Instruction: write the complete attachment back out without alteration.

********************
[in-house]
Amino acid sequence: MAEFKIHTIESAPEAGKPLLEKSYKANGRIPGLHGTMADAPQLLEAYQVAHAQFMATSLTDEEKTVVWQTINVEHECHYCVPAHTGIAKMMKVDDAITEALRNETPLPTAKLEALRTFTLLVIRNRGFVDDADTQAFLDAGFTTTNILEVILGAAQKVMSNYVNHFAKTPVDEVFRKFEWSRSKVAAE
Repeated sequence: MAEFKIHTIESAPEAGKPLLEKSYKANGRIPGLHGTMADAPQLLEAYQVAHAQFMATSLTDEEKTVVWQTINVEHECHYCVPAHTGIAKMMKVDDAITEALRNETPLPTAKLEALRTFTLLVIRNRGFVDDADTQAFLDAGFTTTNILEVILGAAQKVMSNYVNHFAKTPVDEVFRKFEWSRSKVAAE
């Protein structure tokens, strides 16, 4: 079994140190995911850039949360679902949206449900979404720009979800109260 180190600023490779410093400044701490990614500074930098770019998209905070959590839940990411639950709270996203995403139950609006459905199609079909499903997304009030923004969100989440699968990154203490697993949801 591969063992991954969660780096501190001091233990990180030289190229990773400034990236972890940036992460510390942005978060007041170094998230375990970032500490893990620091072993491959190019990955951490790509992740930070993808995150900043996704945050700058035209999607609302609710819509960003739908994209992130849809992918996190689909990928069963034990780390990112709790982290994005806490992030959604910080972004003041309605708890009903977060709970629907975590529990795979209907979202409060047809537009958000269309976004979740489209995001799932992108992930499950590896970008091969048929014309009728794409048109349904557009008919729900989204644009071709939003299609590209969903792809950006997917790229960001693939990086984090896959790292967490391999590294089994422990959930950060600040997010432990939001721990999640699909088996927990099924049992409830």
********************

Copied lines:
[in-house]
Amino acid sequence: MAEFKIHTIESAPEAGKPLLEKSYKANGRIPGLHGTMADAPQLLEAYQVAHAQFMATSLTDEEKTVVWQTINVEHECHYCVPAHTGIAKMMKVDDAITEALRNETPLPTAKLEALRTFTLLVIRNRGFVDDADTQAFLDAGFTTTNILEVILGAAQKVMSNYVNHFAKTPVDEVFRKFEWSRSKVAAE
Repeated sequence: MAEFKIHTIESAPEAGKPLLEKSYKANGRIPGLHGTMADAPQLLEAYQVAHAQFMATSLTDEEKTVVWQTINVEHECHYCVPAHTGIAKMMKVDDAITEALRNETPLPTAKLEALRTFTLLVIRNRGFVDDADTQAFLDAGFTTTNILEVILGAAQKVMSNYVNHFAKTPVDEVFRKFEWSRSKVAAE
């Protein structure tokens, strides 16, 4: 079994140190995911850039949360679902949206449900979404720009979800109260 180190600023490779410093400044701490990614500074930098770019998209905070959590839940990411639950709270996203995403139950609006459905199609079909499903997304009030923004969100989440699968990154203490697993949801 591969063992991954969660780096501190001091233990990180030289190229990773400034990236972890940036992460510390942005978060007041170094998230375990970032500490893990620091072993491959190019990955951490790509992740930070993808995150900043996704945050700058035209999607609302609710819509960003739908994209992130849809992918996190689909990928069963034990780390990112709790982290994005806490992030959604910080972004003041309605708890009903977060709970629907975590529990795979209907979202409060047809537009958000269309976004979740489209995001799932992108992930499950590896970008091969048929014309009728794409048109349904557009008919729900989204644009071709939003299609590209969903792809950006997917790229960001693939990086984090896959790292967490391999590294089994422990959930950060600040997010432990939001721990999640699909088996927990099924049992409830």